- The North has a persistent 'performance gap', with its average GVA (Gross Value Added) per capita averaging about 25% below the rest of England, and 10 to 15% when London is removed. Although these figures would be significantly skewed by the presence of the genuine, extant powerhouse which is the South East in these figures, it is worth noting that the anticipated trend is for this performance gap between the North and the rest to widen rather than to close if a 'business as usual' approach to growth was to continue in the North.
- When the North is compared with industrial regions in Europe the North fares even worse, with a performance gap of 30-35% when compared with the Rhine Ruhr region in Germany, the Randstad region of the Netherlands and the Lombardy region of Northern Italy.
- This 'performance gap' is very significant for the UK economy as a whole given that the North of England is home to 16 million people – nearly one quarter of the UK population.
- Relatively low productivity is responsible for a large proportion of the 'performance gap' (accounting for around 17 percentage points) with the employment rate accounting for around 5 percentage points.
- The factors which are driving low productivity are numerous but it is clear that poor connectivity and transport, and a corresponding lack of 'agglomeration' between the major urban areas of the North, was a significant culprit.
- Other issues contributing to the 'productivity gap' relate to relative shortfalls in terms of technology, investment, enterprise and skills.
- Having said this the North has a comparative advantage in four key 'Prime' areas, namely in Advanced Manufacturing, Health Innovation, Energy and Digital. These are supported by three 'Enabling' capabilities, namely Financial and Professional Services, Logistics and Education (primarily Higher Education). These areas together currently account for around 30% of all jobs in the North and just over 35% of GVA for the region and, together with the quality of life in the North (read - the low cost of housing), combine to create a distinctive and coherent offering as a platform for growth.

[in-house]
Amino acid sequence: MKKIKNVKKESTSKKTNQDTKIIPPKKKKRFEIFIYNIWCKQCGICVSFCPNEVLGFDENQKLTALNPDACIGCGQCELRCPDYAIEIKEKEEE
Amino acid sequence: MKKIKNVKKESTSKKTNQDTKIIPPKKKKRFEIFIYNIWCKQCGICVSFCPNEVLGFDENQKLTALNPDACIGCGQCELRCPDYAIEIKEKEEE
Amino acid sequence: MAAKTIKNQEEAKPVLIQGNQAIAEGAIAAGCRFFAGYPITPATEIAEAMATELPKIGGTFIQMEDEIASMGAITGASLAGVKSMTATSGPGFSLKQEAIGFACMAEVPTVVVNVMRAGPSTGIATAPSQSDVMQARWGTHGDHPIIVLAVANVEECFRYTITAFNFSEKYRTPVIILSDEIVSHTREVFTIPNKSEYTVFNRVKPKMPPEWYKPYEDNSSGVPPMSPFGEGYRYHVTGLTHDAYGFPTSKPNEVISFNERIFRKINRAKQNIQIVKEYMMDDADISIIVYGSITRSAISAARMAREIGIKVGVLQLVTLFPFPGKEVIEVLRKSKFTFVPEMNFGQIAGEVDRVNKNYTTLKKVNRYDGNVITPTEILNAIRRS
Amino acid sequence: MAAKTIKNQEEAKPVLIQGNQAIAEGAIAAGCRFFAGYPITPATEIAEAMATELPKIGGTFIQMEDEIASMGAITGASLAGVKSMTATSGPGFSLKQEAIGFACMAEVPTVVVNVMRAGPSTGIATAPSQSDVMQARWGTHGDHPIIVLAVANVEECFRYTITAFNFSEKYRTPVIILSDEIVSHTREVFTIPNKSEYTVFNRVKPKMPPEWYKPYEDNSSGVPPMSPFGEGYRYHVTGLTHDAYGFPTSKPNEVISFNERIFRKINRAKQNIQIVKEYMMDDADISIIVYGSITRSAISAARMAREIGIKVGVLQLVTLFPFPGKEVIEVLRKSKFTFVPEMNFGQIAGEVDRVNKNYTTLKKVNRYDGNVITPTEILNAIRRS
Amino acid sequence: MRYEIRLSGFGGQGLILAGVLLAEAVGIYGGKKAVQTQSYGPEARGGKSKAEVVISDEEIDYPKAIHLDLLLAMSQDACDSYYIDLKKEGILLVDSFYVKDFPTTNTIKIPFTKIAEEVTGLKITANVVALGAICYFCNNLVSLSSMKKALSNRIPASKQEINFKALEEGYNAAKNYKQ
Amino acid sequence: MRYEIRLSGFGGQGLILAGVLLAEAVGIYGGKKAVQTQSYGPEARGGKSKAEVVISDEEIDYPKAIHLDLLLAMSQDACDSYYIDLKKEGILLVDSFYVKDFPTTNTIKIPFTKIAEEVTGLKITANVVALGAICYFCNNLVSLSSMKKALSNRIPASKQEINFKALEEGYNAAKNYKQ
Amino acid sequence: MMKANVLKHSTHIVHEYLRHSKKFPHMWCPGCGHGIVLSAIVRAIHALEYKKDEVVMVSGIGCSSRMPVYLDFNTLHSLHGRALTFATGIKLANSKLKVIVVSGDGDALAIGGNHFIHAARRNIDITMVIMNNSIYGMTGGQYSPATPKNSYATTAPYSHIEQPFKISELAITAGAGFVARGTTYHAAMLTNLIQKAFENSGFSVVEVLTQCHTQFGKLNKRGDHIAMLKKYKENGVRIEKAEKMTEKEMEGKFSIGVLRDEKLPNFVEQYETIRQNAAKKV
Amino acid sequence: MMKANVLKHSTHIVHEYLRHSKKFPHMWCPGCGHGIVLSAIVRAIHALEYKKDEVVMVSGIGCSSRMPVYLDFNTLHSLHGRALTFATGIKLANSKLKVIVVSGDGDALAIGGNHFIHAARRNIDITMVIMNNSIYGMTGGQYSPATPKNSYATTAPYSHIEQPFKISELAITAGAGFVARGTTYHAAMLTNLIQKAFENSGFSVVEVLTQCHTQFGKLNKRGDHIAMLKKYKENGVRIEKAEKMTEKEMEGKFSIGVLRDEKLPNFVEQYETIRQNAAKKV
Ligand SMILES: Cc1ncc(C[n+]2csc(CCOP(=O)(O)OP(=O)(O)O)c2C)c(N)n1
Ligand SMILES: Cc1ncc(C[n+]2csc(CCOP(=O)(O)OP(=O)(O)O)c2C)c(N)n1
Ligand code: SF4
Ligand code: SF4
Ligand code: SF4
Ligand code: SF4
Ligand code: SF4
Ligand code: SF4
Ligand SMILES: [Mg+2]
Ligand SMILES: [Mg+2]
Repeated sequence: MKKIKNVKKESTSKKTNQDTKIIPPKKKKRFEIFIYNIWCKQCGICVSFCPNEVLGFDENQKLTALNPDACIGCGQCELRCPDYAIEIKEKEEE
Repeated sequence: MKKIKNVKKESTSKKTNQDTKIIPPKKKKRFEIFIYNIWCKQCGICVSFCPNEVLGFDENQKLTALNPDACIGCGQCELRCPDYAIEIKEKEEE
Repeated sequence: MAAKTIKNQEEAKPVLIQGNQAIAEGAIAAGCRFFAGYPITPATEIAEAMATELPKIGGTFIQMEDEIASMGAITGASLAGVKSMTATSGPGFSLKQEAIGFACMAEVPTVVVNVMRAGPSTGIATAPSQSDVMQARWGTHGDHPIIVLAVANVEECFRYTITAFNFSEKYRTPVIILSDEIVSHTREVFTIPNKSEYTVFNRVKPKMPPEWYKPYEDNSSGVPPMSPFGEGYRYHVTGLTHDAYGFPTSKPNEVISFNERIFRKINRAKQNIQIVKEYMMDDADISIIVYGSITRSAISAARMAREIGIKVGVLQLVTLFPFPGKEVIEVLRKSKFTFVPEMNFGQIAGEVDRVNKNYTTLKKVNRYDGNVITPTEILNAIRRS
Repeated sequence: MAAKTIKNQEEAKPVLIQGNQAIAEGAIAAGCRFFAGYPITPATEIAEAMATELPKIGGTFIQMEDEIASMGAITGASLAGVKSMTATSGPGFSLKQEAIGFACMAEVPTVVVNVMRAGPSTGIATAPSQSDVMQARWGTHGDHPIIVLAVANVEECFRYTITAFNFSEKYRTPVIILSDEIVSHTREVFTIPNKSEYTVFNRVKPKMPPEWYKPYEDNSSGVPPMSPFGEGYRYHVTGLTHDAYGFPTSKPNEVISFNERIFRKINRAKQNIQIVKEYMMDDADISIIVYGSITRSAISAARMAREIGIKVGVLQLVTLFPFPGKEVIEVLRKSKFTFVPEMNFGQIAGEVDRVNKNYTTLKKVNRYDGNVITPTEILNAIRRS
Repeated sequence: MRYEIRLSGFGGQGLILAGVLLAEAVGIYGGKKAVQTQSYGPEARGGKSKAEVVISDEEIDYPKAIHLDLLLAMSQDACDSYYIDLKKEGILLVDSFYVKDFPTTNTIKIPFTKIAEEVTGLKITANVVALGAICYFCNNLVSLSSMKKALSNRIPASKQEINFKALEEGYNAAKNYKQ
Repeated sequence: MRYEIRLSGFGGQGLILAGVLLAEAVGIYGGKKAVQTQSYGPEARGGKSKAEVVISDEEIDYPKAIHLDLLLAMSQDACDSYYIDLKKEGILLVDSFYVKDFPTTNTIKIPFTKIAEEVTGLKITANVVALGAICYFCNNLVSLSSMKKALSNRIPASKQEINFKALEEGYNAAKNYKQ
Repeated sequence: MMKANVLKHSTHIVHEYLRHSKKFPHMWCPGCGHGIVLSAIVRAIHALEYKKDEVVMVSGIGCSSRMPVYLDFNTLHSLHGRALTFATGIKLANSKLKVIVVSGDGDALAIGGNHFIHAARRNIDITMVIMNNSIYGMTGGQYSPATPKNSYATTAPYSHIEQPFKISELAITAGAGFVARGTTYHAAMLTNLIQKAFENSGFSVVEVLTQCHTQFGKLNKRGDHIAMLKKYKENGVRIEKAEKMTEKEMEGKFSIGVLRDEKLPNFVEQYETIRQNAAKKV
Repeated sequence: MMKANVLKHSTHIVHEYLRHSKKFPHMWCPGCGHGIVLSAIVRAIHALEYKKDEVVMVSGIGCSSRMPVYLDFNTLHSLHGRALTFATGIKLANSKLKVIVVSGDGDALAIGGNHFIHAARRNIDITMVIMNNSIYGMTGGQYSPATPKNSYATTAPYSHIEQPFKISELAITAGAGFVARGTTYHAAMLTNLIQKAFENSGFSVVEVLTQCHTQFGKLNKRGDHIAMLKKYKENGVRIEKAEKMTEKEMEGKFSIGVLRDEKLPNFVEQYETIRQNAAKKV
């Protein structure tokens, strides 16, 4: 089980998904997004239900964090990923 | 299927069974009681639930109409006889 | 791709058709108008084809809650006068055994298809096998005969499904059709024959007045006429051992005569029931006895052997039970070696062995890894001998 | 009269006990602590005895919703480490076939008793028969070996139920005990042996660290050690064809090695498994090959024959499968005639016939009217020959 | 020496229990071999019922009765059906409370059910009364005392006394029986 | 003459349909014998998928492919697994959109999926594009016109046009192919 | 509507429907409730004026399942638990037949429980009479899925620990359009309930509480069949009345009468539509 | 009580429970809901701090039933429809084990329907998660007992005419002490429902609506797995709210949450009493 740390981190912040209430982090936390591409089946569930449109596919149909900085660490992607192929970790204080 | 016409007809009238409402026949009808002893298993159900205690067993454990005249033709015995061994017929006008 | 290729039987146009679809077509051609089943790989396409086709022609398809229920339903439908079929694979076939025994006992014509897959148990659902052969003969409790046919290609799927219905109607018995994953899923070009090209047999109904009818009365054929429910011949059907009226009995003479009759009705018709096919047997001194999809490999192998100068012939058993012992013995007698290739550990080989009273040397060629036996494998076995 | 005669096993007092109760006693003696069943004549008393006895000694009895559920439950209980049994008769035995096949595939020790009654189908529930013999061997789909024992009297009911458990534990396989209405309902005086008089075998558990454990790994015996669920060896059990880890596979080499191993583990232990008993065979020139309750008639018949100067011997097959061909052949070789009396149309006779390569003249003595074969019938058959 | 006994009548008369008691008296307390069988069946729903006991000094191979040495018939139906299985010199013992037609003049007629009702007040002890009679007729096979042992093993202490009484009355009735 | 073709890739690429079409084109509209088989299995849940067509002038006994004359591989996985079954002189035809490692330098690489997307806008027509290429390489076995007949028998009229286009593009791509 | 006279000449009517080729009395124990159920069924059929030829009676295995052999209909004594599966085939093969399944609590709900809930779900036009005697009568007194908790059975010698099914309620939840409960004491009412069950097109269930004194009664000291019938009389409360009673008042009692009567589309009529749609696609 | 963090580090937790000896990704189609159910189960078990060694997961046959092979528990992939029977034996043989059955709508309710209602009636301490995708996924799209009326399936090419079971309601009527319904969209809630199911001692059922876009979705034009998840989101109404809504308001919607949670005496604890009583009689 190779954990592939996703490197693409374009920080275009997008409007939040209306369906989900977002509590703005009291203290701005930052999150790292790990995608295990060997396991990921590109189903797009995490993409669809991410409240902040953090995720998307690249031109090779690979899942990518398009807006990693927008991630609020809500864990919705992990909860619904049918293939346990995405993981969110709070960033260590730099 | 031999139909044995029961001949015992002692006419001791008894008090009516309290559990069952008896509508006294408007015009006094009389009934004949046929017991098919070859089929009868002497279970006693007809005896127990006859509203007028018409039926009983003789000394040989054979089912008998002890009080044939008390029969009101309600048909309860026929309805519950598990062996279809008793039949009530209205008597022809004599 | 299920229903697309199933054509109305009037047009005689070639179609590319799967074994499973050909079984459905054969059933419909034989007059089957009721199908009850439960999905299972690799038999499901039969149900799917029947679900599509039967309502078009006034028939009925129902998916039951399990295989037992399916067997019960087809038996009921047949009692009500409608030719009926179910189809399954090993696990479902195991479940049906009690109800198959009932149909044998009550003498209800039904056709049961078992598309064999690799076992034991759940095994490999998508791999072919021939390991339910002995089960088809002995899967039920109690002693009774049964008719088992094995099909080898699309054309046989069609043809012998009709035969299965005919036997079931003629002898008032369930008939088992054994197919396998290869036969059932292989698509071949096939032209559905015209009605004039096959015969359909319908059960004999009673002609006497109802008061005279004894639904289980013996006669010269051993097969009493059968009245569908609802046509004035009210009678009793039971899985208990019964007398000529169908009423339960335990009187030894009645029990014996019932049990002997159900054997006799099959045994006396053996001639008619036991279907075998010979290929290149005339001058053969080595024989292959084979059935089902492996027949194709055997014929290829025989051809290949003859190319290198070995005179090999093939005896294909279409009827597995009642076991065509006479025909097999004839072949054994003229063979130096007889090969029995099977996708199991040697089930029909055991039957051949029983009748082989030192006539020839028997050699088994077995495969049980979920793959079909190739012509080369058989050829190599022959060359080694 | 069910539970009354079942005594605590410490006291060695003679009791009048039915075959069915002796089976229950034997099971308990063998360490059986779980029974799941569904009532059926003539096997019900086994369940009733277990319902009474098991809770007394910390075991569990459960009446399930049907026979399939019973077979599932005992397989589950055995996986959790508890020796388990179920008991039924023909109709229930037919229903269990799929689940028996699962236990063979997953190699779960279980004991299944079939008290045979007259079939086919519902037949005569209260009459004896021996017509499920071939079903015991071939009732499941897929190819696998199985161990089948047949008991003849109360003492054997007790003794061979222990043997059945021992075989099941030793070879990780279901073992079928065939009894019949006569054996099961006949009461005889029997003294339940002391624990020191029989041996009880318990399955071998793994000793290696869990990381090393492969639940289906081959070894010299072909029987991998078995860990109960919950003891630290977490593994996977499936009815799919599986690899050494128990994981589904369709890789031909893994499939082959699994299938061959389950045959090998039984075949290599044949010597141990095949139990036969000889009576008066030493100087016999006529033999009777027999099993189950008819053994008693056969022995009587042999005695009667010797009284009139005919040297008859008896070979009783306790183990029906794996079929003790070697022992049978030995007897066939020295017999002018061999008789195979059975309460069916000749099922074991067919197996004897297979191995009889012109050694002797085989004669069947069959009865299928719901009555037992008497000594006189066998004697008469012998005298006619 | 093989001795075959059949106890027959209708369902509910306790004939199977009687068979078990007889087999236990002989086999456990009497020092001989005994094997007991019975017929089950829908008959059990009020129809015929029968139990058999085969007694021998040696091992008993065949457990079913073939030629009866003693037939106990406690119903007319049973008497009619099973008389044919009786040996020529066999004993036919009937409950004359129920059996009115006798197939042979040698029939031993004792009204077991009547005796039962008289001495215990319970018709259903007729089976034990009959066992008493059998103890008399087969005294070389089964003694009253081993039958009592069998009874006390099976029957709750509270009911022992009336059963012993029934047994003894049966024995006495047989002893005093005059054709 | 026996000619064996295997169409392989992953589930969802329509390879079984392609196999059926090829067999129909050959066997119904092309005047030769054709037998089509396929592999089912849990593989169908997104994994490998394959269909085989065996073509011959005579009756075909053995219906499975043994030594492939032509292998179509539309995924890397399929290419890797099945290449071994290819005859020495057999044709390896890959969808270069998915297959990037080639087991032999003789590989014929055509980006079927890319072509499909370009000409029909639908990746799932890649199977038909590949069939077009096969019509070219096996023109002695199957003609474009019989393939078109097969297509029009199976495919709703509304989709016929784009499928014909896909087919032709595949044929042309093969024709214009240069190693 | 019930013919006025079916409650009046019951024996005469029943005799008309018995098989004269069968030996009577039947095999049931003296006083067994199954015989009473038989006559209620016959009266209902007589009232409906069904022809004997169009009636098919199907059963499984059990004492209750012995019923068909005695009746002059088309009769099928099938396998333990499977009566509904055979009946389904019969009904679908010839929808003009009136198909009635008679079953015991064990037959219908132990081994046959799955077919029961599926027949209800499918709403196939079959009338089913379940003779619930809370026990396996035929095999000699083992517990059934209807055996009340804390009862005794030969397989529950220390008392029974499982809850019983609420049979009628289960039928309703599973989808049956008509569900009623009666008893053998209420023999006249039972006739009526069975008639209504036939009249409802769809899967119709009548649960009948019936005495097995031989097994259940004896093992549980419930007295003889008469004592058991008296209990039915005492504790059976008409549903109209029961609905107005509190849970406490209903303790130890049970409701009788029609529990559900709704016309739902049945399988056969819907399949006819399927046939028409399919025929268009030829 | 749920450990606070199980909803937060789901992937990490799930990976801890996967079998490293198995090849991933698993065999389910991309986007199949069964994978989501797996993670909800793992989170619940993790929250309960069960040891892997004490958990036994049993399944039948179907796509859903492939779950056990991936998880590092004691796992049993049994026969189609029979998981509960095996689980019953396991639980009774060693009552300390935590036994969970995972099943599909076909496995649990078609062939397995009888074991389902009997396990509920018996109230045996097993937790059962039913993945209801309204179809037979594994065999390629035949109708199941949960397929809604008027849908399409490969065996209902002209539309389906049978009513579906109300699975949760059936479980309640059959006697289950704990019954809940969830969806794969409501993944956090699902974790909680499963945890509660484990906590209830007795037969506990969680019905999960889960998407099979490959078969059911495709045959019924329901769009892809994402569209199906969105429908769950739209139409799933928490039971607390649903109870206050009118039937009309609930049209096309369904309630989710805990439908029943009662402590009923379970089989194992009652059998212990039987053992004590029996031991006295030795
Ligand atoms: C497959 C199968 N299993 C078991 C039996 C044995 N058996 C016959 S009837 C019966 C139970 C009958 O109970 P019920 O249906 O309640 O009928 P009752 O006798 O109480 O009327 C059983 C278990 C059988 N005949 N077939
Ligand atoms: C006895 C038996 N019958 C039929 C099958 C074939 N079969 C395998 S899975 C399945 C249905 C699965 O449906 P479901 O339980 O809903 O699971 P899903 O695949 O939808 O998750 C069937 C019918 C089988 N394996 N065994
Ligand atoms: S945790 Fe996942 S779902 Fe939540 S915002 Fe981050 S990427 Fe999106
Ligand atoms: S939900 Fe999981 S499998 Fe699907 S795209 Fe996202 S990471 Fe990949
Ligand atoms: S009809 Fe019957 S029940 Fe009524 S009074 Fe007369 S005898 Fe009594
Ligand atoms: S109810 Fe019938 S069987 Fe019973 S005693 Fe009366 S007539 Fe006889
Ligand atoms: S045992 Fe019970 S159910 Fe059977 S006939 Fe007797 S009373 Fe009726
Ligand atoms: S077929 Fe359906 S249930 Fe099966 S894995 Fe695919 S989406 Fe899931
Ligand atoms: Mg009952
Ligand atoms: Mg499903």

- The report envisaged several scenarios for future growth in the North, focussing on the development of the Prime and Enabling capabilities described above with an associated effect on suppliers and local spending. To achieve this the report stated that "transformational improvements to the North's transport connectivity are critical, both between and within cities" along with "substantial improvements in the skills base and graduate retention and attraction, innovation performance, and inward investment [being] necessary across the North."
- The anticipated outcome of this transformational approach to the fortunes of the North would be great indeed. An HM Treasury analysis in 2014 suggested a difference in output of some £37 billion in real terms by 2030 when compared to 'Business as Usual' (i.e. growth without interference). The SQW report anticipated that the effects of this 'transformed' future (again when compared with 'Business as Usual') would lead to an additional increase of 15% to the GVA for the region (around £97 billion in today's prices), an additional increase in productivity of 4% and 850,000 additional jobs by 2050.
- Although the report does not deal with the effect on the investment itself upon the local economy, spending upon infrastructure and related services is likely to be a significant boon to the industries involved in delivering the projects and the surrounding economies generally, particularly during the planning and construction phases of those projects.